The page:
On the flip side, don't act like a vegan martyr. By that, I mean the modern common usage of martyr, i.e. someone who is constantly suffering. Being a vegan is a choice made freely, and it's something to be happy about. If you feel deprived or angry about it, you're doing it wrong. Additionally, no one wants to hang out with someone who is down about everything. A few years ago, one of my best (omni) friends, J, met a cute vegan girl and wanted to take her out, but they couldn't get their schedules to align until one night when J was going out to a steakhouse with his friends for a birthday party. The girl repeatedly said she didn't mind going to the steakhouse, and they wanted to hang out with each other sooner rather than later, so the plans were set. As soon as they stepped inside of the steakhouse, the girl loudly declared, "It smells like death in here," and proceeded to make snide comments all evening. Did anyone have a good time that night? Of course not. I'm not saying you should stay mum if you're uncomfortable, but I know I would like to eat without having to defend my choices, and I'm sure my dining companions feel the same way. Since we respect each other, even if we disagree, we can enjoy spending time together.

Guide to a Vegan Vanguard Thanksgiving, Part 2

What Do I Eat, Now That Turkey's Off The Menu?

I remember the panic of my first Thanksgiving. I had been a perfectly content vegetarian for about 4 months, and while I had experienced my share of food disasters, for the most part, I was having a lot of fun learning about nutrition and trying out new foods. Then, a few days before Thanksgiving, something occurred to me: for the first time in my life, I wouldn't be able to join in the family traditions. I wouldn't be eating the turkey, or the gravy, or the giblet stuffing, and I definitely wouldn't be making my family's annual Thanksgiving Jell-o.

As I was only 14 at the time, this was a big moment for me, and I suddenly felt extremely alienated and isolated. Not because I wouldn't be eating turkey, but because I would be breaking one of the few traditions we observed, and I would be the only one doing so. I thought that I would be left out. As it turns out, my mother was great, and set aside stuffing for me without giblets, and the other dishes that couldn't be converted were things I didn't really care for anyway, so I was able to be part of the family and share most of the meal.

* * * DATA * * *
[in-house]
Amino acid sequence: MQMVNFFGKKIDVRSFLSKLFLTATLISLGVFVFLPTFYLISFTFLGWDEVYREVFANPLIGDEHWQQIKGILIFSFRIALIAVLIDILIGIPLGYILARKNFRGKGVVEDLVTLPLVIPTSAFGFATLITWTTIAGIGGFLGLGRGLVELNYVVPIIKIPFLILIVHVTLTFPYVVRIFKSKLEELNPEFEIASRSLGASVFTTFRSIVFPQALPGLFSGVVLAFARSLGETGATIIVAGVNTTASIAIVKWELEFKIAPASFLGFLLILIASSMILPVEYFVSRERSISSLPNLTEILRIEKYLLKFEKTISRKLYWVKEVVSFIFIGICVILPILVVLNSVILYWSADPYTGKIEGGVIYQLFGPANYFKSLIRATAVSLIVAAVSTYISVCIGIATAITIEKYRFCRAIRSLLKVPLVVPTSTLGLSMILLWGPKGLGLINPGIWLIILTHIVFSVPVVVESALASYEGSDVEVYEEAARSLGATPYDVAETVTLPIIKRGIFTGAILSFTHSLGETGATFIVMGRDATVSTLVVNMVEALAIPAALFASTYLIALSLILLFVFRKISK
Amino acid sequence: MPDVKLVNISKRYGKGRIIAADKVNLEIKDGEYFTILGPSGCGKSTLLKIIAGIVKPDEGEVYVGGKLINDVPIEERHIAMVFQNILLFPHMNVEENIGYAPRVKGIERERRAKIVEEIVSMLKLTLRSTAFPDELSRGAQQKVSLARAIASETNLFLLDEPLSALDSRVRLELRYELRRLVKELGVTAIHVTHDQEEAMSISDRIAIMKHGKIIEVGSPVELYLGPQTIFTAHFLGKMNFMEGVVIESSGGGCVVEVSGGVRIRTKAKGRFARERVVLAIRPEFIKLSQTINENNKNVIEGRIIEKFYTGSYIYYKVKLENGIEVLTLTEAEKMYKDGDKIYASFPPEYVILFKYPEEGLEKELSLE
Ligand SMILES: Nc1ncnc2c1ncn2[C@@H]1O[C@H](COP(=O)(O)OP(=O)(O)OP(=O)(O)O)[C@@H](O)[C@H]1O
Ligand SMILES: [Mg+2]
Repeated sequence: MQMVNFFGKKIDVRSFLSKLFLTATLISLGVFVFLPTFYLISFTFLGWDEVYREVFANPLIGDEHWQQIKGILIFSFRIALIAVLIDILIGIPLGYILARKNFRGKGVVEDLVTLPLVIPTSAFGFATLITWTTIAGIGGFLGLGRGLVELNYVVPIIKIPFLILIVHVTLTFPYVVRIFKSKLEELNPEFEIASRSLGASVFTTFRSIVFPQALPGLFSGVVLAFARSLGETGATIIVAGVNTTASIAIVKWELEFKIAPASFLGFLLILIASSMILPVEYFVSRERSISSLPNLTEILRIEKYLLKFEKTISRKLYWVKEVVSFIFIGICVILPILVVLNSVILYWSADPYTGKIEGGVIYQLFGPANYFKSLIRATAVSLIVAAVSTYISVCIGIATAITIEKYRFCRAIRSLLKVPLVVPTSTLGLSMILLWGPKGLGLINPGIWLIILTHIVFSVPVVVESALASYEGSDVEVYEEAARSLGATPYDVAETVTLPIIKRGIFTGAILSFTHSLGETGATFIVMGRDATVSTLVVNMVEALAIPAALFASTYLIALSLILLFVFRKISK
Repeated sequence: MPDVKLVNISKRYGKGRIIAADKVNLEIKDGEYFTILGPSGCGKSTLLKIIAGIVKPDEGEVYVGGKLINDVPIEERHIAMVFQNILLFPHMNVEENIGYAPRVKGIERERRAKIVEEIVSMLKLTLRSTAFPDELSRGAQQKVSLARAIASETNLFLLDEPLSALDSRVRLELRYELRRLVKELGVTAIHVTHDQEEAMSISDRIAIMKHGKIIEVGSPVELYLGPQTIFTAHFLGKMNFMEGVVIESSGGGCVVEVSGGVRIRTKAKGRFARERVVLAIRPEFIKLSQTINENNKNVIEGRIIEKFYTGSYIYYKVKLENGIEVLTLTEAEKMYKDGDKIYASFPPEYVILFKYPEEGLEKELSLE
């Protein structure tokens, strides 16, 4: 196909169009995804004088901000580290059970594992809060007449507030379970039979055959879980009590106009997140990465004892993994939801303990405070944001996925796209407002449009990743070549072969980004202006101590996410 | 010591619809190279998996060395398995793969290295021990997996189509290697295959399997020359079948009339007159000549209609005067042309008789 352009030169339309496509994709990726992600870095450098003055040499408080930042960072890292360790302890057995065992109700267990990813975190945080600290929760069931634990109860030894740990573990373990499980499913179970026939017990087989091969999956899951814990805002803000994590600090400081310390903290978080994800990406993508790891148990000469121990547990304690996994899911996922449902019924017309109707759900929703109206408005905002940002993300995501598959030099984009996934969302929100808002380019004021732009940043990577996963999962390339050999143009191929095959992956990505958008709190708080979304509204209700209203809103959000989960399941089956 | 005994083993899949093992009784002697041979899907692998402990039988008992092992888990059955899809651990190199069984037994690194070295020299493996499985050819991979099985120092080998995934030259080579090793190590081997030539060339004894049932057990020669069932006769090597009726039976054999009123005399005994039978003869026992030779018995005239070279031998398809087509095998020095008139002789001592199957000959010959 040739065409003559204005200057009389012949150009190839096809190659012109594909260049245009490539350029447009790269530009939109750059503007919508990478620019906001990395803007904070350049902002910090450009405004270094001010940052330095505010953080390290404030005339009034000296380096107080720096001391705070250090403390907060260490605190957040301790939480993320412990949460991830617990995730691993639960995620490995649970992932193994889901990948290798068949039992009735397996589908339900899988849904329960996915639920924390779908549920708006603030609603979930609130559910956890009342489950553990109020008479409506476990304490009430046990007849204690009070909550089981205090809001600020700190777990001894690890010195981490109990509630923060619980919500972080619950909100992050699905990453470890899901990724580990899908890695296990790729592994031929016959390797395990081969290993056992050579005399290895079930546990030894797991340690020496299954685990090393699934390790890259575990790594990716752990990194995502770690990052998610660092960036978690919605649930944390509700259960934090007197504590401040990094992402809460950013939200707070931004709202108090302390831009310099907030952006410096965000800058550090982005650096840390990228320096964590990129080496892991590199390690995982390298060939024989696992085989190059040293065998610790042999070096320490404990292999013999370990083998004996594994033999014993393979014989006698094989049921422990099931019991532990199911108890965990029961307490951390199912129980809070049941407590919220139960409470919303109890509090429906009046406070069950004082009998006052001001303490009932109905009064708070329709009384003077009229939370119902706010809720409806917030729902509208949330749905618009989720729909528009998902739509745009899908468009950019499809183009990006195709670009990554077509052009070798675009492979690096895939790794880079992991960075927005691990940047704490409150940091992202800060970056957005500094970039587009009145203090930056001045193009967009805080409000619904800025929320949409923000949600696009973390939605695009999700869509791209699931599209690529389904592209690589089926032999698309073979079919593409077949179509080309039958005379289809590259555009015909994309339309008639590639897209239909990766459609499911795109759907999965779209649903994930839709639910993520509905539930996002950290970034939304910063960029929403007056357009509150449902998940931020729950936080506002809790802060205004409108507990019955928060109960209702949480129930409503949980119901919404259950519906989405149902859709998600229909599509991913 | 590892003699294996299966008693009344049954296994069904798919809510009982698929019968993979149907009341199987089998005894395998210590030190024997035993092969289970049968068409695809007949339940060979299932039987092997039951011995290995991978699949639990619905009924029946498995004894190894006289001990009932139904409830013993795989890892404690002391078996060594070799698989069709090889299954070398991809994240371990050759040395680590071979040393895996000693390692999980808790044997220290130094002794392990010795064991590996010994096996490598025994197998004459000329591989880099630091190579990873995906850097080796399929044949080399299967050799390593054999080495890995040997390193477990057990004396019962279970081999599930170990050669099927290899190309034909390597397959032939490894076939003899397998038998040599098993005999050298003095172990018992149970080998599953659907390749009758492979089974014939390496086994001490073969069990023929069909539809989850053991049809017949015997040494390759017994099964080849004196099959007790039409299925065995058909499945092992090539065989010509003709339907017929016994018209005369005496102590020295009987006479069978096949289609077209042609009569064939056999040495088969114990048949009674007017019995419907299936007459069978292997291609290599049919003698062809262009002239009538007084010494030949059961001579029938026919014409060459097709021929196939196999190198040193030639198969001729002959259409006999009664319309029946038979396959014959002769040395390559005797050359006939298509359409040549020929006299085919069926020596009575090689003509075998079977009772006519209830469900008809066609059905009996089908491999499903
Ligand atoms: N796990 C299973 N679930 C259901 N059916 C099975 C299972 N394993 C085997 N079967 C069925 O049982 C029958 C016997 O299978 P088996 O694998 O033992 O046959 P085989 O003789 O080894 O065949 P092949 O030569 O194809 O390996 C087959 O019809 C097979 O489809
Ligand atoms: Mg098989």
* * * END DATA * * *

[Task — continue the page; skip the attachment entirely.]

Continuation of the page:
What did I eat instead of turkey for my first vegetarian Thanksgiving? I actually don't recall. I think it was some savory tofu dish that seemed daunting at the time, and ended up tasting okay but was generally underwhelming. The point is, the food itself didn't really matter, having my family make an effort on my part was enough to allow me to realize I could never not be a part of the family, and see how loved and accepted I was. I do know that for Christmas that year, and for the all of the Thanksgivings since that I've spent with them, my parents bought me a Tofurky. A whole Tofurky. Just for me. I've always appreciated the sentiment, even if I didn't really enjoy the entrée itself....I rag on it a bit, but it does make things easy, and I know many people who enjoy it immensely.

I actually was never a big fan of turkey on Thanksgiving because it usually came out kind of dry and wasn't particularly flavorful, which may account for why I don't miss turkey and don't care for Tofurky roasts. Give me a variety of delicious side dishes, or even just a plate of dressing and cranberry sauce, and I could be totally happy. I do enjoy the ritual of cooking for days, having a big production leading up to the main event, and then the delicious sedated afterglow, though. Plus, JD, my love, has a healthy appreciation for tradition, so we do a full spread, and we do it right.